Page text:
T3 straps into Skyjet, the militarised single seat flying vehicle from Valerian

The Lexus badge might look familiar but the dramatic creation is all new; it’s Skyjet, a specialized single seat military-type vehicle like no other. This awesome innovation was built for the forthcoming Valerian movie and features a design that was produced from an original sketch by Ben Mauro. Mauro was the concept designer for the film and the machine gets a firm nod from nature, notably dolphins, whales and sharks, with their smooth and aerodynamic body lines.

Man and machine

Man-made objects have also played a big part in the design of Skyjet, with fighter jets, luxury single seat submersibles and all manner of aquatic and flying vehicles also providing a whiff of inspiration. Of course, bearing in mind that there’s no atmosphere in space, the Skyjet doesn’t need wings per se, but it does need to be adaptable to different atmospheres and gravity. Therefore, Skyjet has been designed to be supremely aerodynamic with a shape that can cut through the toughest environments in the universe.

Amazing concept

Of course, Skyjet is really just a prop from Luc Besson’s science-fiction epic Valerian, but the level of detail present in this machine is awesome. In fact, get up close to it and it’s hard not to want to hop in and take the thing for a spin, flight or whatever you would call a journey in this dart-like creation. Unfortunately, it doesn’t actually fly, but aside from that minor point everything else is present and correct. Lexus came on board the project with a brief that involved producing a single-seat pursuit craft belonging to the word of Valerian, set some 700 years in the future.

Video document

Along the way, the production team captured the Skyjet’s development story, so it’s now possible to see how the design evolved from an initial brief through to a finished product. There are insights from Luc Besson and Dane DeHaan, the actor who takes the lead role of Valerian. There are also interviews with others involved, including Lexis Chief Engineer, Takeaki Kato.  “Technology will constantly advance and it’s impossible to be certain now of things that are far in the distant future. However, at Lexus, we constantly challenge ourselves to imagine them,” he said of the project.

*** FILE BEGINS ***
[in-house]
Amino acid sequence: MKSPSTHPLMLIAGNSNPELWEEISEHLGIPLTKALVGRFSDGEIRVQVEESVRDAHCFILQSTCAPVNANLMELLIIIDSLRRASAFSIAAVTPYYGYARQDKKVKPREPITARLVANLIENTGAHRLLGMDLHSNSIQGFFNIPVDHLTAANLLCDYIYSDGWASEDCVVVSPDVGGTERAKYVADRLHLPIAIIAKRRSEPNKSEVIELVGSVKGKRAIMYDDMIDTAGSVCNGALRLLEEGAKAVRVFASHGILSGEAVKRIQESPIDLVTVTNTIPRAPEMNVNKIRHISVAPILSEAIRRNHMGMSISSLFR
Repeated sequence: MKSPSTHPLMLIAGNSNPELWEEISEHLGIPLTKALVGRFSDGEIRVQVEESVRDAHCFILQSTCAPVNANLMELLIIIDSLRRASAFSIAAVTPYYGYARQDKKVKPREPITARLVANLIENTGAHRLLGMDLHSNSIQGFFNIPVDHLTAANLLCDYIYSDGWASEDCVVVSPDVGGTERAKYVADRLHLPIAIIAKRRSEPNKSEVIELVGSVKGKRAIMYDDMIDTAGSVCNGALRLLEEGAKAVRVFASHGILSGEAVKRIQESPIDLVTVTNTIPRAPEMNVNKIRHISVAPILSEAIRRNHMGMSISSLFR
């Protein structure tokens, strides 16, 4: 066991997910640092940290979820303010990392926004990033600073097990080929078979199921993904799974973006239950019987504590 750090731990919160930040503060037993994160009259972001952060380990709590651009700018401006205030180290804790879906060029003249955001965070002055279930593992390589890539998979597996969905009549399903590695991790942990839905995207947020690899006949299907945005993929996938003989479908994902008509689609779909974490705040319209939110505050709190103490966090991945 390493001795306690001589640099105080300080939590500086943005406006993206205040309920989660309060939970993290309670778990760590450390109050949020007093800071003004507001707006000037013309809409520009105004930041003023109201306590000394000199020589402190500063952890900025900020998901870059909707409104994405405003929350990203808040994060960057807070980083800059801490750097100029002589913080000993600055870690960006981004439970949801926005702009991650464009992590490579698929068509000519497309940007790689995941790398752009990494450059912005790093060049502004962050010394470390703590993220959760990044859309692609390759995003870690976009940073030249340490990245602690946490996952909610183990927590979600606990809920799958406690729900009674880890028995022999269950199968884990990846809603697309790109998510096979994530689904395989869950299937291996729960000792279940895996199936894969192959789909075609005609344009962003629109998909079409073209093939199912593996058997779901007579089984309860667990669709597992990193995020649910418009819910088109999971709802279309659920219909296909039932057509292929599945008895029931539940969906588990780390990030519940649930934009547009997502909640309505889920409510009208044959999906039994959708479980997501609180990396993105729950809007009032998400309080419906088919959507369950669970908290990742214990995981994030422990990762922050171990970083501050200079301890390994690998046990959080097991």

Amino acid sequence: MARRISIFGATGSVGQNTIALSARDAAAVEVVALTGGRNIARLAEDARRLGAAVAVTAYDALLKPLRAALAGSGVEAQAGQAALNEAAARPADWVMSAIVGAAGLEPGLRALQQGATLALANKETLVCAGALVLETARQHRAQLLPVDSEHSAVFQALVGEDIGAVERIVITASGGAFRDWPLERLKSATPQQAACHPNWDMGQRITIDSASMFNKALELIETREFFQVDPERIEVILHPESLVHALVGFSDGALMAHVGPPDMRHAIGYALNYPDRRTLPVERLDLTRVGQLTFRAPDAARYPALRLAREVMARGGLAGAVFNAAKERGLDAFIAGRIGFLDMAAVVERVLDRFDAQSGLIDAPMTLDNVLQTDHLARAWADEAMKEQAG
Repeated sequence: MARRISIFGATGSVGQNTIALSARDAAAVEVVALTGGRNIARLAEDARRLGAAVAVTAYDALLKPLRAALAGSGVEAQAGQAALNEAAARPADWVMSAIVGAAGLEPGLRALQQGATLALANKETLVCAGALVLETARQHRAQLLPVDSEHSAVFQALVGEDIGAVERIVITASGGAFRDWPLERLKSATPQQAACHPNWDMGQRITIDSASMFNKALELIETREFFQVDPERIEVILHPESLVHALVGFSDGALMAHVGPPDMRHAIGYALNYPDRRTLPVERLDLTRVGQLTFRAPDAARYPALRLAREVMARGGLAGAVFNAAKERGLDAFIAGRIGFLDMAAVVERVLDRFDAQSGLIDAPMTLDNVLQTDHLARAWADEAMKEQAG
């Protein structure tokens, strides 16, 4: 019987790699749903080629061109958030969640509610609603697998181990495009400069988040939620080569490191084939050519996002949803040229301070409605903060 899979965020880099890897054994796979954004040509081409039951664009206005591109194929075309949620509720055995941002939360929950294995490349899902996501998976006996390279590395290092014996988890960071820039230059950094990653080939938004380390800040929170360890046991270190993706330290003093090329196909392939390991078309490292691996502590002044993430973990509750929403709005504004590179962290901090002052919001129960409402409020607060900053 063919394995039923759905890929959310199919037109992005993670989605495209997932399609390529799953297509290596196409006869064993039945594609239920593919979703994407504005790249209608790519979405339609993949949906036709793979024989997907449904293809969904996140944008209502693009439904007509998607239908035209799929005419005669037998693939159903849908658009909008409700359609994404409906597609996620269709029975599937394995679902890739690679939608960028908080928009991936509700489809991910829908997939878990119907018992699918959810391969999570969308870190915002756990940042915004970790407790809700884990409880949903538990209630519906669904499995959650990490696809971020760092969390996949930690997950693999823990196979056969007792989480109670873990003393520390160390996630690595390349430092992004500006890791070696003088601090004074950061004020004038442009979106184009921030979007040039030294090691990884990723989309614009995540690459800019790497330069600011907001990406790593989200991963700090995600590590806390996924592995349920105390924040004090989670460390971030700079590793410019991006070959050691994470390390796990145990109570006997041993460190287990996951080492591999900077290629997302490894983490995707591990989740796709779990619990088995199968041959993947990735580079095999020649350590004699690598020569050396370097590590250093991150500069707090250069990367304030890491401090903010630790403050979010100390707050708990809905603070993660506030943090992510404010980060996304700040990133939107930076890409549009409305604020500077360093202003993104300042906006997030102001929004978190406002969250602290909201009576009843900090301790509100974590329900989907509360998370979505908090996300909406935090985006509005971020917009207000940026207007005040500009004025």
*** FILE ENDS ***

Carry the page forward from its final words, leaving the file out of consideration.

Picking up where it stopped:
Future features

The outcome of this design and innovation collaboration has produced a Skyjet that looks both eye-catching and believable. There are quirky touches too, with that distinctive Lexus spindle grille and logo being the most obvious nod to the auto industry. Meanwhile, underneath those elegant curves, the Skyjet is said to get its propulsion from an imagined energy capsule of the future. It’s not a million miles away, perhaps, from Lexus’s current development work involving hydrogen fuel cell technology.

Super strength

Skyjet would be made from an advanced military-grade metal material, which could fend off all manner of attacks. Added to that, it would boast a top speed and altitude limit that would dwarf that found on most modern day jet fighters. The Skyjet has features that would make it hugely practical too, such as a fully functional retractable glass cockpit, which could be operated by voice or touch. There’s also a harpoon fitted to the front of the craft, while airbrakes at the rear allow the Skyjet to harpoon another craft and slow it down almost instantly.

Looking good

Topping things off are the additional styling flourishes, including that grille, which incidentally is similar to the Lexus LF-SA Concept car. Headlights have been inspired by the three projector LED lamps as seen on the Lexus LC 500. You’ll also notice that very obvious fuel cell system, which is effectively a small cartridge that, says the designers, could be charged at home. As for the fuel itself, those behind the concept reckon that in the future a fuel could utilize tachyon particles or anti-matter from black holes, which takes it to another level compared to current hydrogen fuel development.

Development time

This bold project took about five months from conception through to completion, which is pretty quick for something built almost entirely from scratch. The development took place at the advanced European Design Centre in Nice, France, and the model itself was constructed in Paris. The design process for the Skyjet was very similar to that of designing a new car, but as there wasn’t time to build a full-scale clay model, the overall production schedule was reduced by around 50 percent when compared to the typical Lexus new vehicle design project.